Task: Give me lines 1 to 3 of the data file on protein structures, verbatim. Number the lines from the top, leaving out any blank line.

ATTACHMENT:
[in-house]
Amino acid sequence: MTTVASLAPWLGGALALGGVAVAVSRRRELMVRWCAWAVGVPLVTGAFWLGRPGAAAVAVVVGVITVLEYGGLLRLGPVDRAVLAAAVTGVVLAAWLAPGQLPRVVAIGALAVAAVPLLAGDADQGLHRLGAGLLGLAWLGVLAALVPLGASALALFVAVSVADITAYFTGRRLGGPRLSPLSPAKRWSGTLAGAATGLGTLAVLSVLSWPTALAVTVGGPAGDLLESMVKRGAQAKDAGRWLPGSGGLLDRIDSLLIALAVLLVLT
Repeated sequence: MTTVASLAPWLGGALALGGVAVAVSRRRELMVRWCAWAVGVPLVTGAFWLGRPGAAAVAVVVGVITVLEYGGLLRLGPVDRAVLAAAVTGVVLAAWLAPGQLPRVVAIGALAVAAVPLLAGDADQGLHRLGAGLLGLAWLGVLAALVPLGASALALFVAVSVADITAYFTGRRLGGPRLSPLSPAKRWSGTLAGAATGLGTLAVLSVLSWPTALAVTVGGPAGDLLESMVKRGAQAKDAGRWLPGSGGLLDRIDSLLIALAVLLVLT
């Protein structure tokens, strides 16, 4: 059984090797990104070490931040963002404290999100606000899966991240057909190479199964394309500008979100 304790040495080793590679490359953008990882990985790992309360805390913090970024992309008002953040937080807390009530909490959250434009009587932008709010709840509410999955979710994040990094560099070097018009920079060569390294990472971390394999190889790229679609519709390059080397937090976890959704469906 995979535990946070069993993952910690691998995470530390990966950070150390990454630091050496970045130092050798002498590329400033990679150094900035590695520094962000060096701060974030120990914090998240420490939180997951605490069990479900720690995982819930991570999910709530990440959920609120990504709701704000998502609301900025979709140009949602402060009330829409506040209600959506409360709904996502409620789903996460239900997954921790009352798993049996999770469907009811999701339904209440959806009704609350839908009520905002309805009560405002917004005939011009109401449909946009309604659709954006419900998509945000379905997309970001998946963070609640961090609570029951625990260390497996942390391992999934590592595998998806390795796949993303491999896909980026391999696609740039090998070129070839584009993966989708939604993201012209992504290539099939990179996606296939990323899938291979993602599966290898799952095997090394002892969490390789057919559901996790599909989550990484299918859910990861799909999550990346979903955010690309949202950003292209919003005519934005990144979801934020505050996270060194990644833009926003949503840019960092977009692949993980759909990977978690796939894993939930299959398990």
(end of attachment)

[in-house]
Amino acid sequence: MTTVASLAPWLGGALALGGVAVAVSRRRELMVRWCAWAVGVPLVTGAFWLGRPGAAAVAVVVGVITVLEYGGLLRLGPVDRAVLAAAVTGVVLAAWLAPGQLPRVVAIGALAVAAVPLLAGDADQGLHRLGAGLLGLAWLGVLAALVPLGASALALFVAVSVADITAYFTGRRLGGPRLSPLSPAKRWSGTLAGAATGLGTLAVLSVLSWPTALAVTVGGPAGDLLESMVKRGAQAKDAGRWLPGSGGLLDRIDSLLIALAVLLVLT
Repeated sequence: MTTVASLAPWLGGALALGGVAVAVSRRRELMVRWCAWAVGVPLVTGAFWLGRPGAAAVAVVVGVITVLEYGGLLRLGPVDRAVLAAAVTGVVLAAWLAPGQLPRVVAIGALAVAAVPLLAGDADQGLHRLGAGLLGLAWLGVLAALVPLGASALALFVAVSVADITAYFTGRRLGGPRLSPLSPAKRWSGTLAGAATGLGTLAVLSVLSWPTALAVTVGGPAGDLLESMVKRGAQAKDAGRWLPGSGGLLDRIDSLLIALAVLLVLT